• Long-term Care Facilities limited to outdoor visits only. Exceptions can be made for essential support person and end-of-life care.

  • Youth (school and non-school) and adult sporting activities are limited to outdoor-only for intrateam practices, masks required for athletes.

Inslee said his latest restrictions are not as severe as the stay-at-home order issued in March and tailored to curb exposure risks in indoor settings, where the virus is known to spread easiest.

"We know where this virus can get you, and that's in your own home, or your friend's home, at a dinner party, at a get-together, at a birthday party, at a Seahawks celebration," Inslee said. "It is most likely to be transmitted indoors, where people are not wearing masks, where they come into relatively close contact and where they spend a good amount of time, such as a restaurant or gym or, potentially, a store."

Dr. Kathy Lofy, the state health officer, said the alarming acceleration in COVID-19 puts Washington's health care system in a precarious position and at-risk to become overwhelmed with patients and severely impacting the ability to provide care for all illnesses.

"During the past two weeks, the number of cases reported each day in our state has more than doubled, from about 1,000 cases reported per day to about 2,200 cases reported per day," Lofy said. "If that doubling time continues, in two more weeks, we'll be seeing over 4,000 cases per day. Especially concerning is that during the past week, the number of patients currently in our hospitals with COVID-19 increased about 40 percent, from 401 on Nov. 6 to 566 on Nov. 13."

(Office of the Governor)
(Office of the Governor)

Acting before hospitals become overburdened is essential, Lofy said, since the effectiveness of such measures will take weeks to become apparent.

"Flattening the curve is essential to saving lives and ensuring our hospitals don't become overwhelmed with COVID cases like we're seeing in many hospitals in the Midwest and elsewhere in the county," Lofy said. "If we act now, we can be successful."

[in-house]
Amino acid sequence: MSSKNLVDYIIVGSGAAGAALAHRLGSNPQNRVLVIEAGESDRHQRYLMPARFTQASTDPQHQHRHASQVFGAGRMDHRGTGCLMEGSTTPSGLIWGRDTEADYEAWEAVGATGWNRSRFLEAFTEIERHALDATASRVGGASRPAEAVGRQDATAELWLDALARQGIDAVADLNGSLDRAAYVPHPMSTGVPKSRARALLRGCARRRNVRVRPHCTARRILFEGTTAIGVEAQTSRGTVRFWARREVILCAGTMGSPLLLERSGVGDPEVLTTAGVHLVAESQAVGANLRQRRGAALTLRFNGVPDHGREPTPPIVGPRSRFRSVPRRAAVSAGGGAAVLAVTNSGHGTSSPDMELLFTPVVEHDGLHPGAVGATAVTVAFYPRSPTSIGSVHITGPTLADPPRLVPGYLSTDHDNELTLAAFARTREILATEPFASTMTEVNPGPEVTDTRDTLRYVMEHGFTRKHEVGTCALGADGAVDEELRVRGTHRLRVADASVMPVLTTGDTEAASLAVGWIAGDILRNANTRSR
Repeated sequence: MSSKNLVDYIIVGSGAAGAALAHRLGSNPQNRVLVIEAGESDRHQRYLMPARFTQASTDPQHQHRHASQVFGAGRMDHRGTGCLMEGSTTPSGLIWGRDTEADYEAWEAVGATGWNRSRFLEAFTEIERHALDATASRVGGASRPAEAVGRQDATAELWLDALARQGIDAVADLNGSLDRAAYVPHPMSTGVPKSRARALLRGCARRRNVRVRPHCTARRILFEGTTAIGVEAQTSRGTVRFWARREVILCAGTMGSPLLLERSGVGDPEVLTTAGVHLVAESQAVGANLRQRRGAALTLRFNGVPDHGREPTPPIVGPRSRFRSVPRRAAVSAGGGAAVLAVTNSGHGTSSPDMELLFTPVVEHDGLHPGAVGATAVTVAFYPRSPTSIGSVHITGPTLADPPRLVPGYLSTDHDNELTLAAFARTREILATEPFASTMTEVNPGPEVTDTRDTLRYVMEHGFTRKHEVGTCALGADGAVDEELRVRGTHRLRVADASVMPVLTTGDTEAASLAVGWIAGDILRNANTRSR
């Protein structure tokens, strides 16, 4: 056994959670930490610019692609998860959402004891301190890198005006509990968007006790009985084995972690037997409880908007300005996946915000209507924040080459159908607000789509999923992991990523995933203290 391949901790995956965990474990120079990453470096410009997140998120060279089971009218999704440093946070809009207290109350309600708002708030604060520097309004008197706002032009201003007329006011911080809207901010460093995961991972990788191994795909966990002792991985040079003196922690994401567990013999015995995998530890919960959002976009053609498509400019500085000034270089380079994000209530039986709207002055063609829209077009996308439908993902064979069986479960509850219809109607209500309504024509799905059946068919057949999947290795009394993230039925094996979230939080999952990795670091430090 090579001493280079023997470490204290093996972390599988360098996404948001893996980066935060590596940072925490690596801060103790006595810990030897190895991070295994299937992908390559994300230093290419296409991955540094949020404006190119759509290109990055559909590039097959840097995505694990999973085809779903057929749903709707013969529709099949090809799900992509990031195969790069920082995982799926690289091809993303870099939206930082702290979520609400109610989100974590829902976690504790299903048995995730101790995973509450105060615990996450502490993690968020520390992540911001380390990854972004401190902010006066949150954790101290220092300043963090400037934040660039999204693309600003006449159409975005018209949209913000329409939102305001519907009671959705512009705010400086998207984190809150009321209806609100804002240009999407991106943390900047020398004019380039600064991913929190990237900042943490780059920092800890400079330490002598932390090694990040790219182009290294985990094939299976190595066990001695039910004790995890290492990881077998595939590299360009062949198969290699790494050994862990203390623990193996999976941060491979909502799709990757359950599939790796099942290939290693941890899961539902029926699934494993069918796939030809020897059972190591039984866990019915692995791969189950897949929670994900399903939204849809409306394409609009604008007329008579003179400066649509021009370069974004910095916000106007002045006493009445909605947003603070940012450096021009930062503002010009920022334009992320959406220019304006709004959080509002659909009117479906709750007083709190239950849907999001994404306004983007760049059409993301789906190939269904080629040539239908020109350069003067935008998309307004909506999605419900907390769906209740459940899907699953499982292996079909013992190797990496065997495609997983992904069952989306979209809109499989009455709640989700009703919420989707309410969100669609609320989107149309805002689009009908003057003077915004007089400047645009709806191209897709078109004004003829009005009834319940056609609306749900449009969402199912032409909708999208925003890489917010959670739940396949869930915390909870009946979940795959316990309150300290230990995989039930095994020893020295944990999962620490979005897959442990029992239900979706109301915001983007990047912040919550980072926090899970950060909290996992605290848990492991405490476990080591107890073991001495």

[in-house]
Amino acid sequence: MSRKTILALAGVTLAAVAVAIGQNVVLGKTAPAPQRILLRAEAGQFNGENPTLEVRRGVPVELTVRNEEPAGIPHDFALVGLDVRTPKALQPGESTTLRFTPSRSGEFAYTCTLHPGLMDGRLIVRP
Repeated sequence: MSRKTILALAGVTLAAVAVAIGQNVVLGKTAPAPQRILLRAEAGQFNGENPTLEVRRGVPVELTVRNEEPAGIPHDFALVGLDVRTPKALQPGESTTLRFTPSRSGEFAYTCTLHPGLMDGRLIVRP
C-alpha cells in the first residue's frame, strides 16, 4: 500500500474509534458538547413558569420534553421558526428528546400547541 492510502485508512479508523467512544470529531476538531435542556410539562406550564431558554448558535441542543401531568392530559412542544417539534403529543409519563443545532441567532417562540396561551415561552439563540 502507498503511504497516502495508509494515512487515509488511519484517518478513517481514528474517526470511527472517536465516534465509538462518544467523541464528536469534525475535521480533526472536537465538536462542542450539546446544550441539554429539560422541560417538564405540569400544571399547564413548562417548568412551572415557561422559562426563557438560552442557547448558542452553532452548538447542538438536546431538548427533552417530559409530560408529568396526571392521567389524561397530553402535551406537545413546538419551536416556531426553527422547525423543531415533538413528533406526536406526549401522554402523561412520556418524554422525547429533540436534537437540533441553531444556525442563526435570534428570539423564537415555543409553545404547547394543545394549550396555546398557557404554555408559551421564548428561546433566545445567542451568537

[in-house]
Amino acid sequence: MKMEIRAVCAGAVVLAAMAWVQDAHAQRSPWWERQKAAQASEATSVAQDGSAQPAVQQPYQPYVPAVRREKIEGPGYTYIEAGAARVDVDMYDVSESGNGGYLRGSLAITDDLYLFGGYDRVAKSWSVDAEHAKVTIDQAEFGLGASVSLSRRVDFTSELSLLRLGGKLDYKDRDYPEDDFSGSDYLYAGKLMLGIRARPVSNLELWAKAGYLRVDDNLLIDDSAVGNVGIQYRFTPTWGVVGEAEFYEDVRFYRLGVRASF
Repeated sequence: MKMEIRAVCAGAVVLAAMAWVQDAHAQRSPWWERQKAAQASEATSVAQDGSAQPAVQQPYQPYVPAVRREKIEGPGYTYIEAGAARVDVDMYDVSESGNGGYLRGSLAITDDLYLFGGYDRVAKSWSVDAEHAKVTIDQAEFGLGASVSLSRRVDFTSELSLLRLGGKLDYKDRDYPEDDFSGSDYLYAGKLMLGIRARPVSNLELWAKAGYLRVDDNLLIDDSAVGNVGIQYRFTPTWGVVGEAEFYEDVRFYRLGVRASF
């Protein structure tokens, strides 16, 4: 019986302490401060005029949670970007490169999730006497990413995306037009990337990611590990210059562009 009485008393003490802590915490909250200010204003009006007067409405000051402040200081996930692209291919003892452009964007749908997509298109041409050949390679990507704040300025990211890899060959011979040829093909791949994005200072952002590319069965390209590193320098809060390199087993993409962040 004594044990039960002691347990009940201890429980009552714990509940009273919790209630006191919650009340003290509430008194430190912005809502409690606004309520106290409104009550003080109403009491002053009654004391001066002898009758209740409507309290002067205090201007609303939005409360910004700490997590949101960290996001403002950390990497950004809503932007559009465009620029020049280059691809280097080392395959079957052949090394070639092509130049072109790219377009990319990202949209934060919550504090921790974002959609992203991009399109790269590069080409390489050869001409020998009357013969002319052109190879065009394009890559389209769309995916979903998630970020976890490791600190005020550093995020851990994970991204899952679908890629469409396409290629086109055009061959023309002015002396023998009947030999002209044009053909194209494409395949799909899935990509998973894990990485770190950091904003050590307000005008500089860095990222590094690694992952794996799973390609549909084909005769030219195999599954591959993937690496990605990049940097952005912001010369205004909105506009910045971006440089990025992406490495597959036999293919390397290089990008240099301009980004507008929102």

Sunday's news conference included brief remarks from Clint Wallace, a nurse at Sacred Heart Medical Center in Spokane, who described the situation now as worse than anything he had seen in almost 20 years in intensive care.

"We've been in this pandemic for eight months now, and we are exhausted," Wallace said. "We are pleading with the community of Washington and throughout the world to follow the directions and advice of our health care experts."

The governor also acknowledged the economic impact of new restrictions and reiterated that the path to sustainable economic recovery is rooted in tamping down the virus for good.

"This COVID pandemic is not just a public health crisis, it is an economic crisis as well," Inslee said. "We cannot take lightly the impact on businesses in this regard. We also cannot enjoy a full economic recovery, which we all desperately want, without knocking down this virus."

To help mitigate some of the impacts, the state plans to use $50 million to offer new grants and loans to business owners and employees before the end of the year.

"We're going to work with our partners to get this aid out as quickly as we can to folks who have been bitten by this," Inslee said. "We know this is not enough, this is not going to end all the economic suffering by a longshot, but it's what we've been able to do so far."

The governor also called on the federal government to "step up," and reinstate aid for businesses and boosts to unemployment. If that help fails to materialize, Inslee said his office would explore every alternative at the state level until the virus is under control.

"This is not forever; this is only for now," Inslee said. "Thanks to the brilliance of our medical community, a vaccine is on the way. We need to hold this pandemic down until the cavalry arrives. This is a temporary situation in our state when we seek a permanent, healthy condition. Our goal is to keep the most people alive as possible until the vaccine and other therapeutic measures arrive."

A spokesperson for the governor's office said most restrictions will take effect at 11:59 p.m. Monday, except for restaurants, which will have until 12:01 a.m. Wednesday. Any activities not specifically listed will be subject to existing guidance, including all K-12 learning, higher education and childcare. The restrictions also do not apply to court proceedings.

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This article originally appeared on the Seattle Patch